Heck, these are the guys that have supported firearm restrictions in the past. Helping to pass legislation we deal with today.

    Time some other group(s) takes up the battle in politics and for the the public message.

    • Well said, which is why my donations go to the GOA and Larry Pratt, who hammers back at the likes of Weinstein and Peers Morgan head on.

      The days of the Harlon Carter “take no prisoners” NRA are over, now we have Wayne “Escalade” Lapierres appeasement strategies.

    • Right on. The NRA has avoided helping people in states like Massachusetts that have over the top un-constitutional gun laws. I’m not convinced this is a group that is really out to defend the 2nd Amendment. Sometimes it seems they play the good cop in the good cop/bad cop routine as the country’s gun right laws get continually infringed.

  6. The NRA doesn’t have to respond to Harvey, he won’t ever make a movie that makes the NRA want to die. No response needed. The NRA should respond to its membership better, get more people shooting safely and very well, get more ranges build everywhere and increase knowledge of marksmanship and firearms. Much of which they do well, but like most institutions they pick up weight and wallow and waddle where once they were a lean shooting machine.

    • I’m a life member of the NRA. I paid my dues years ago.

      And if NRA membership was not required for membership in the private gun clubs I belong to, I would have resigned my NRA membership in protest over the complete incompetence they displayed last year. Unfortunately, if I’m not an NRA member, then I wouldn’t have a place to shoot around here.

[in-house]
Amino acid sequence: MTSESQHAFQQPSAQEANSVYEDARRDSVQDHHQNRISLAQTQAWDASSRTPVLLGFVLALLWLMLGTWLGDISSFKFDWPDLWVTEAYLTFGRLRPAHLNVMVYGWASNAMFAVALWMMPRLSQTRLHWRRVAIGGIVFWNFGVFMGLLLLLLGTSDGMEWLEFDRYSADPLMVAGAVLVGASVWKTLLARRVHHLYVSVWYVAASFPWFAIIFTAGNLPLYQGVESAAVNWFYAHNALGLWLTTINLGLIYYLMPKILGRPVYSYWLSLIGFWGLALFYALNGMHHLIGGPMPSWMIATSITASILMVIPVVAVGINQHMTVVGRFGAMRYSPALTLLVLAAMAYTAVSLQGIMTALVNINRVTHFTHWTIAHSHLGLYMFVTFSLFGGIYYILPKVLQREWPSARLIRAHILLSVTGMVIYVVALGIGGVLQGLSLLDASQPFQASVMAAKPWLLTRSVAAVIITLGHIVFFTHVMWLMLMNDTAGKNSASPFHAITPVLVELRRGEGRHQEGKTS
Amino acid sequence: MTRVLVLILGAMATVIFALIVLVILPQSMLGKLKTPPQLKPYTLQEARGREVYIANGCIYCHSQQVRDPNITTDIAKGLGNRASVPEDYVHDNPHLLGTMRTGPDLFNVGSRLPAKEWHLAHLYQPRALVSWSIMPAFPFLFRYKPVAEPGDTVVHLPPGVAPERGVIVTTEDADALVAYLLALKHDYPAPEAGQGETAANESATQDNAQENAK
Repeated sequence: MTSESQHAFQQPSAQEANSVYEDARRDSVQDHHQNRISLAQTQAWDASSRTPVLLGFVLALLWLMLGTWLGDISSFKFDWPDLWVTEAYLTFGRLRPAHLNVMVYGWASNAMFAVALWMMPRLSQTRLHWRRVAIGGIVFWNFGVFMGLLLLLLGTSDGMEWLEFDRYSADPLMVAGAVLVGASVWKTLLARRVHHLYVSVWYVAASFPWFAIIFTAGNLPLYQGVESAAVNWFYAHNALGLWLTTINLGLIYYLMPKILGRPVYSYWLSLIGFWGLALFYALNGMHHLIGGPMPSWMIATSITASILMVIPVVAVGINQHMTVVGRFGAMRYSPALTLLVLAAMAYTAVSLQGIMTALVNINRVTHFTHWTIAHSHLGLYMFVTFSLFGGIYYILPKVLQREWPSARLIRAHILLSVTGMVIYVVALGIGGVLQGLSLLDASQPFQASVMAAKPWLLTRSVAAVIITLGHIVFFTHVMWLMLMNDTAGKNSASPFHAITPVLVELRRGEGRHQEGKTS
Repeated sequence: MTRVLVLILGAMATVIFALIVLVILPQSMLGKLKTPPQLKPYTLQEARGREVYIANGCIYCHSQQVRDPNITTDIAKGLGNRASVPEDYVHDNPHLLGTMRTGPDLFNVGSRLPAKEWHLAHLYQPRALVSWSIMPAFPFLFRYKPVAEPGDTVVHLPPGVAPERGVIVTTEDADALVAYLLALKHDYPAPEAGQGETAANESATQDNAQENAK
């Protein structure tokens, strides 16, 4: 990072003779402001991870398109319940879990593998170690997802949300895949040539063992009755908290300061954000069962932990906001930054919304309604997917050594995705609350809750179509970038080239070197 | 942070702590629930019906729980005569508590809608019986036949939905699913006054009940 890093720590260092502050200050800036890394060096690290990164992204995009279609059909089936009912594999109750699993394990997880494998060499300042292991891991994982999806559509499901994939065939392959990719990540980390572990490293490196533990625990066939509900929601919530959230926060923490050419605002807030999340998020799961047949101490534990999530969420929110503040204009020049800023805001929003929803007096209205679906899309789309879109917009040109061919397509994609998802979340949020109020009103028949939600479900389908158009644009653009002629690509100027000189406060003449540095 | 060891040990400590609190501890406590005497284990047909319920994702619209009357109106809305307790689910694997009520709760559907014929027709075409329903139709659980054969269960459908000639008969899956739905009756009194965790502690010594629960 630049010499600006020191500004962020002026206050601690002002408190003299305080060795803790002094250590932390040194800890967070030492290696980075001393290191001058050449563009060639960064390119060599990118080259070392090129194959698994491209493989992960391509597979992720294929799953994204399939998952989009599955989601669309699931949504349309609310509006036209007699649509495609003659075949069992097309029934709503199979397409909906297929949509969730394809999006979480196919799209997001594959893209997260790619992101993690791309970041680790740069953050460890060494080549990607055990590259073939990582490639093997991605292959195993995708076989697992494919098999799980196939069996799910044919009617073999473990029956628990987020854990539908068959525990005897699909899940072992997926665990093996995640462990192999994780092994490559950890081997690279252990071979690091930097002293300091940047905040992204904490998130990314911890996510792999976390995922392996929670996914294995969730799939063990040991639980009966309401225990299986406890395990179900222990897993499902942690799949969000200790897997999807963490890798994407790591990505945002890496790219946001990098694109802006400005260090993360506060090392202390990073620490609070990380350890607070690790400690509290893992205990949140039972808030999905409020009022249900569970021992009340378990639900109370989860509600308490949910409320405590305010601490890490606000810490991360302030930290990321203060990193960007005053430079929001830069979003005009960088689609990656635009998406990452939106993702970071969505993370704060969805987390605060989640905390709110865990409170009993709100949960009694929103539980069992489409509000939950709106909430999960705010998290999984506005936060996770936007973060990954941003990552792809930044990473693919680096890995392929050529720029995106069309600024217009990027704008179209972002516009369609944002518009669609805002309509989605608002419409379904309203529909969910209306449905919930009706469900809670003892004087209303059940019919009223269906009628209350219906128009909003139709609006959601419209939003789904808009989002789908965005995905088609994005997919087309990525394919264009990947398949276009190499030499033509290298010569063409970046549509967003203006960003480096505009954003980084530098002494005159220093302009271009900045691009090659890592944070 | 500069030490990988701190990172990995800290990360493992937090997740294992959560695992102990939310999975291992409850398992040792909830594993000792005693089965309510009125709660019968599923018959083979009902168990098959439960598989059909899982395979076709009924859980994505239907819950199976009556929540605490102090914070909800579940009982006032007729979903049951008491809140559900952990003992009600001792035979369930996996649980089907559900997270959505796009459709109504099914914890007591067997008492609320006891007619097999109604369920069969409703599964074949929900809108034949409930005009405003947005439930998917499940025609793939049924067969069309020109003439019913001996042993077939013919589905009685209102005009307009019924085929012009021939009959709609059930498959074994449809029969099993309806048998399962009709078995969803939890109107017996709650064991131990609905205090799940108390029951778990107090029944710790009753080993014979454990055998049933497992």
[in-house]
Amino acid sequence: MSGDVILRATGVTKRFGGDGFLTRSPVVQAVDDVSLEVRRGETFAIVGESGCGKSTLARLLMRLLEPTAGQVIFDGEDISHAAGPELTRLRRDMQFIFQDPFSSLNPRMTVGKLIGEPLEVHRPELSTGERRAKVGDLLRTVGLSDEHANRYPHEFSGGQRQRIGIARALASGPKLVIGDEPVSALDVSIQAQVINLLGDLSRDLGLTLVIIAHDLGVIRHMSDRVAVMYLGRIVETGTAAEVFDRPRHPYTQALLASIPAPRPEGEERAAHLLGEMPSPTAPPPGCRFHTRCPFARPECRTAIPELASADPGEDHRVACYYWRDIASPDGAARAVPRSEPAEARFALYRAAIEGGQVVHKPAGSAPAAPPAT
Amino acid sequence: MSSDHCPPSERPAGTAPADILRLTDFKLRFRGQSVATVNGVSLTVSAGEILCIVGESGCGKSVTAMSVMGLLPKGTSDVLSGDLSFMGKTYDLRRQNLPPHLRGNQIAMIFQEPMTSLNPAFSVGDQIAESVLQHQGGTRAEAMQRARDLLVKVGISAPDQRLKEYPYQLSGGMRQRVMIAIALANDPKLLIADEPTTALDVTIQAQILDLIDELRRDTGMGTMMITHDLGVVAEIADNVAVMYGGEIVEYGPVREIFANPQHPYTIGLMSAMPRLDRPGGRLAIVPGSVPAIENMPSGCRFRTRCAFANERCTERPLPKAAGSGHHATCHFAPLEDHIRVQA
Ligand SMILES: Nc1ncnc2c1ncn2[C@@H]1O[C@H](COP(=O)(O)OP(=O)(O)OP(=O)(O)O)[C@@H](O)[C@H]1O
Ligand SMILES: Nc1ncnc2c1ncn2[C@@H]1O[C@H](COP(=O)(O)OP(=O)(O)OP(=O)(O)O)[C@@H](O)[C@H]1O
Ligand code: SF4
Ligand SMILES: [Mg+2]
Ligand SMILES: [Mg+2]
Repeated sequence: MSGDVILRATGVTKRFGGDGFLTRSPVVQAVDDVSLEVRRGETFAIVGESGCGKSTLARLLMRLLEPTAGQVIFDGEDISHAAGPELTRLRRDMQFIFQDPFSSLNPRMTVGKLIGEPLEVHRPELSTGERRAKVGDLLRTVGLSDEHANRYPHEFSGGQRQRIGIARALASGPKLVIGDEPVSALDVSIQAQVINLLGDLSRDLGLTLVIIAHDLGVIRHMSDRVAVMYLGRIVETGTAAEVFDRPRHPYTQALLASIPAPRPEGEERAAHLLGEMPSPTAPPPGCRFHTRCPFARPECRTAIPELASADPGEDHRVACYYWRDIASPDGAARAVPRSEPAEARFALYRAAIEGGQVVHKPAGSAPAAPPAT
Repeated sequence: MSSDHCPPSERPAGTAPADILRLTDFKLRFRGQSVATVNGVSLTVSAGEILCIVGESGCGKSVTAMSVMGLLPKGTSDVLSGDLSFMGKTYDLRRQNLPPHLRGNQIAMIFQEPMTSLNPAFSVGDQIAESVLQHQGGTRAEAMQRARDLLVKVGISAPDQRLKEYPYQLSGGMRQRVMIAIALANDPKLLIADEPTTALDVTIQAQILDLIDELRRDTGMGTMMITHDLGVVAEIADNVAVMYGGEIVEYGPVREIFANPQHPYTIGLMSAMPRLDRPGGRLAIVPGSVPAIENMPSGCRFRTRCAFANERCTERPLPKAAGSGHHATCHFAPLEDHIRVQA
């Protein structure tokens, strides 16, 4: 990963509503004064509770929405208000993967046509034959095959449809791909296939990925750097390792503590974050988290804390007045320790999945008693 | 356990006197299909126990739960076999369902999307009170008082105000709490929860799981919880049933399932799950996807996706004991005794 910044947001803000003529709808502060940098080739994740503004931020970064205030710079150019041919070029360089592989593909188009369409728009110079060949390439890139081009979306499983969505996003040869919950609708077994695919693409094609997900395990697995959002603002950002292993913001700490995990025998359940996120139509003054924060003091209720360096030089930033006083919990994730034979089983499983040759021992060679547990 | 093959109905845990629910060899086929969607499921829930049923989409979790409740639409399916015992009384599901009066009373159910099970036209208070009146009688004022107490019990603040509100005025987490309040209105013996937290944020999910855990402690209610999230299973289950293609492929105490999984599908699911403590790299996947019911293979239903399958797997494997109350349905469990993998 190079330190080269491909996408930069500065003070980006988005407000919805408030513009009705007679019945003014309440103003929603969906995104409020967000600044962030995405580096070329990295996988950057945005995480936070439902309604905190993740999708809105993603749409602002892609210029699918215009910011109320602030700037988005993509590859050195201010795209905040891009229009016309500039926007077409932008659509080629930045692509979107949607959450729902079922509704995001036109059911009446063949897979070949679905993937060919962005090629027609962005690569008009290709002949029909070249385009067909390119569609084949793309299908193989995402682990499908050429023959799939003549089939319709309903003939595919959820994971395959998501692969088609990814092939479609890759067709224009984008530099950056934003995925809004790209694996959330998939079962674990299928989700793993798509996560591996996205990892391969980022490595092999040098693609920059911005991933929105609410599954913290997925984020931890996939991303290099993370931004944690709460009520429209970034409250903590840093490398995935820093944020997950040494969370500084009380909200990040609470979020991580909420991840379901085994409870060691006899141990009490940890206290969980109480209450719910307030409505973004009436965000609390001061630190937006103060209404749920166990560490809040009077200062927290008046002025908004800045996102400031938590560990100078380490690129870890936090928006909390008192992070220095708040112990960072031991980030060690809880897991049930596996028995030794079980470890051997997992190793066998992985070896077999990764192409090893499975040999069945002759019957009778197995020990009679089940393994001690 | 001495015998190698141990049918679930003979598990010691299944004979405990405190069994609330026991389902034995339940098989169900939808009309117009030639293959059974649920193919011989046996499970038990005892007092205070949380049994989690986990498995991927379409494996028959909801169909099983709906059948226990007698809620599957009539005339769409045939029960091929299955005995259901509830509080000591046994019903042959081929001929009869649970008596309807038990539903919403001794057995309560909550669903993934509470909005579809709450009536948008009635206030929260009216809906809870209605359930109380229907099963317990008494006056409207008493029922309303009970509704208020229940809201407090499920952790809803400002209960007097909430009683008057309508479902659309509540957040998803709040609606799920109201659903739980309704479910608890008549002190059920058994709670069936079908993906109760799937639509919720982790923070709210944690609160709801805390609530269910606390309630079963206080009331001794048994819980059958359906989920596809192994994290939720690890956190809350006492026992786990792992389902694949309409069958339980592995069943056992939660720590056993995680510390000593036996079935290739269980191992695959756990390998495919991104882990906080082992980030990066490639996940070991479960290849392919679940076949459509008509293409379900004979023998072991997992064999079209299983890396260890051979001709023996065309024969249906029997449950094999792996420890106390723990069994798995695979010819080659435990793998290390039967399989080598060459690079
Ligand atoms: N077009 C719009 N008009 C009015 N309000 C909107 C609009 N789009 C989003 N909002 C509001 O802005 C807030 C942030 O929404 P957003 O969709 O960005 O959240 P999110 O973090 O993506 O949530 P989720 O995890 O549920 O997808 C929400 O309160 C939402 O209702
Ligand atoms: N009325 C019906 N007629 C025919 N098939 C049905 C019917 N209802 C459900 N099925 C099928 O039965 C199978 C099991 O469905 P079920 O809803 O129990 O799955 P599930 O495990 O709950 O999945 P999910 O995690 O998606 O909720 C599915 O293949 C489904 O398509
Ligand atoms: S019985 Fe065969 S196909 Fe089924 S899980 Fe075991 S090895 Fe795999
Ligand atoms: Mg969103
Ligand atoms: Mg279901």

I don’t want to see Wayne LaPierre on the Sunday morning talk shows. Pay Colion Noir whatever he wants to do those gigs — it will be money well spent.

      • Without the NRA we would have at the very least universal registration and probably magazine limits as well. We might even have gotten an assault weapons law. Tell me who else could have stopped that?

        • > Without the NRA we would have
          > at the very least universal registration
          > and probably magazine limits as well.

          In Colorado, we now have magazine limits more draconian than the 1994-2004 federal ban, and no more private transfers.

          Every time Wayne LaPierre appeared on David Gregory’s program, he should have waived a 30-round AR-15 magazine around, just to make a point that Washington DC’s ban did not stop David Gregory from violating the law. But Wayne (1) doesn’t have the guts to do it, and (2) would rather play nice with a fellow Washington-insider.

        • You seem to be short on an understanding of the legislative process. The Democrats had the votes. What is the NRA supposed to do? I bet next time they will have more influence on the Colorado process.

        • tdiinva, the NRA is supposed to magically stop all gun control everywhere forever, even if there are an overwhelming number of antis holding office.

        • The assault weapons ban was passed by a Democratic Congress. Bill Clinton attributes the Democrats drubbing in the 1994 Congressional elections to twoissues: Healthcare and the Assault Weapons ban. The NRA killed red and purple state Democrats that year Why do think the same kind of Democrat failed to support the President on gun control? They remember 1994 and are afraid of the NRA.

      • Anonymous is right about LaPierre having zero traction as a spokesman. he hasn’t had any since the 90’s. Let him lobby behind the scenes and get Colion Noir and Kenn Blanchard out front.

        • +1

          Keep Wayne around to schmooze (and twist arms) on Capitol Hill- it’s what he’s best at.

          Let someone new take over as the new face of the NRA. While he could use a bit more seasoning, we could do a lot worse than Mr. Noir.

        • Colion Noir would be perfect. Let the usual “uncle Tom” accusations start flying, as they will when a black man supports a normally conservative position, use that to highlight the bigotry and irrational nature of the anti gun cause.